Taken from the more complete study 26 in Luke entitled “Jesus Martha and Mary.” Found in the middle column under the heading Luke, A Walk Through the Life of Jesus. Click on the link to all the studies in Luke and find study 26

Keith Thomas

The Main Thing Must be the Main Thing

disciples_fishingI have spent a lot of time at sea being a commercial fisherman in my younger years. When you are out there in one of the busiest shipping lanes in the world, the Dover straits of England, you get to see all kinds of boats and ships designed for all kinds of jobs. But for us as fishermen, our purpose was to catch fish. It could have been easy to waste time doing all kinds of things out at sea that we were not designed for. Now that God has called me to work on His net, I don’t want to get to the end of my life and find that I invested myself doing things that wasted a lot of time, energy and money. The main thing must be the main thing! What is the main thing the church of Jesus Christ is called to spend herself on? Paul says that it is the gospel: For I am not ashamed of the gospel, because it is the power of God that brings salvation to everyone who believes: first to the Jew, then to the Gentile (Romans 1:16). The gospel of Jesus Christ, when it is presented correctly and believed, brings about a radical change in the very core being of the believer. Paul, in the passage above, called it the power of God. Without this encounter with Christ, there is no change within:

And he said: “Truly I tell you, unless you change and become like little children, you will never enter the kingdom of heaven” (Matthew 18:3).

Every effort of the Church is to preach the gospel to bring about this change in the hearts of people all over this world. Some people believe that if they work hard at reforming their lives and live like a Christian, that is being a Christian. Let me tell you something important: You cannot become a Christian by living the Christian life. To live the Christian life, you have to have the Spirit of Christ living in you. He is the only One that can live the Christian life. Here is how Merrill Tenney put it,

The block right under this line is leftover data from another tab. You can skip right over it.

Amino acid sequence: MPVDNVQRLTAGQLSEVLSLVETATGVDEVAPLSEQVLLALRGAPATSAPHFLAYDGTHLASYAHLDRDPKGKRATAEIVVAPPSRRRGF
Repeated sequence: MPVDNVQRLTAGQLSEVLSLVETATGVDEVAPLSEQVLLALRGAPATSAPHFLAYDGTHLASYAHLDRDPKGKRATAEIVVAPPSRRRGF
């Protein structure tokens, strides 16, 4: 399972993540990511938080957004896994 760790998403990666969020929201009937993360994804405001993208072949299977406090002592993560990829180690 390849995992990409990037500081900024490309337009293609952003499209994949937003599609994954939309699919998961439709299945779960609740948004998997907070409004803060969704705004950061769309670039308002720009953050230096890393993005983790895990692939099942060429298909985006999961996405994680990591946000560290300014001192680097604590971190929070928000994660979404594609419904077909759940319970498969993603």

“Christianity is not a system of philosophy, nor a ritual, nor a code of laws; it is the impartation of a divine vitality. Without the way there is no going, without the truth there is no knowing, without the life there is no living.”[1]

You must have Christ in you, living and seated on the throne room of the temple of your life. God has chosen to make known among the Gentiles the glorious riches of this mystery, which is Christ in you, the hope of glory (Colossians 1:27).

We can help feed people, we can teach them to have better marriages, we can bring them into community with others, but if we do not help them to see that they need the main thing—to be reconciled to God (2 Corinthians 5:20), all our efforts are for nothing. The main thing is to help each person we can to be born-again of the Spirit and living the life of Christ. This is not the job of the professionals or the gifted leaders; it is the job of all that name the name of Christ. I am convinced that if we can help each Christian to learn how to share the gospel, a revival will break out that will be world wide.